Legal Provisions Regarding Section 23 of the Hindu Succession Act, 1956
In G. Sarkar v. Geetha and others, the court upheld that, the legislature intended to achieve the goal of removal of discrimination only as contained in Section (6) of the Act but also conferring an absolute right in a female heir to ask for a partition in dwelling house wholly occupied by a joint family as provided for in terms of Section 23. Now this section has been omitted and so removes the disability on female heirs.
The operation of amendment Act is prospective in nature. Before omission Section 23 laid down provisions for dwelling houses. According to the note of the Joint Committee this section has restricted the right of female heir to claim partition of the family dwelling house so long as the male heirs did not choose to effect partition of the same, but it expressly recognised her right to reside in such house. Before omission section 23 was as under.
“Where a Hindu intestate has left surviving him or her both male and female heirs specified in class I of the Schedule and his or her property includes a dwelling house, wholly occupied by the members of his or her family, then, notwithstanding anything contained in this Act, the right of any such female heir to claim partition of the dwelling house shall not arise until the male heirs choose to divide their respective shares therein; but the female heir shall be entitled to a right of residence therein : Provided that where such female heir is daughter, she shall be entitled to a right of residence in the dwelling house only if she is unmarried, or has been deserted by or has separated from her husband or is a widow.”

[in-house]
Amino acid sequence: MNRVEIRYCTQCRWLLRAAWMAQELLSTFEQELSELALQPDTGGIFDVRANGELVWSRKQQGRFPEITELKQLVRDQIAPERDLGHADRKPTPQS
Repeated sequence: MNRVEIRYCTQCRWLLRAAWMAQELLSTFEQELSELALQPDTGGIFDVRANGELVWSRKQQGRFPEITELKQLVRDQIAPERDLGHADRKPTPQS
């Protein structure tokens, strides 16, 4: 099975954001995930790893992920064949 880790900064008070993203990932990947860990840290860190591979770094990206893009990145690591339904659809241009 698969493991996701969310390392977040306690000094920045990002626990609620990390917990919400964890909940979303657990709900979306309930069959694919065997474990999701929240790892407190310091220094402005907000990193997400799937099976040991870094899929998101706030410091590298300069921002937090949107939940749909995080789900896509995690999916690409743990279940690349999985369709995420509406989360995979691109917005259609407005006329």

The old Section 23 applied if the following conditions were fulfilled:—
(1) Where a male or female died intestate,
(2) The male dying intestate had left surviving him or her both male and female heirs as specified in class I of the Schedule. When there were only male heirs or only female heirs of the intestate or the heirs left behind her or him belong to class II of the Schedule or agnates or cognates, the Section would not apply.
(3) The property of the intestate included a dwelling house wholly occupied by the members of his or her family. If the property did not include a dwelling house, it was open to partition. In case the dwelling house was not wholly occupied by the members of the family of the intestate, there should be no snag in demanding the partition.
Thus in order to attract the provisions of this section it must be proved that the house was a dwelling house and it was occupied wholly by the members of the family of the intestate. If the dwelling house was occupied partly by members of the family of the intestate and partly by a tenant the provision was not attracted and the house was open to partition. The right to demand partition by a female heir specified in class I of the Schedule was deferred until the male heirs choose to divide their respective shares therein.
Whether a particular house can be regarded as the dwelling-house contemplated by the section or not will also depend upon the facts and circumstances of a particular case.
Section 23 was intended to prevent a situation in which partition of the family house by a female heir could play a havoc in family by creating hardships to the son or sons of the intestate. It could also entail a forced sale of the house or certain partition of it to a stranger causing new problems to arise for the entire family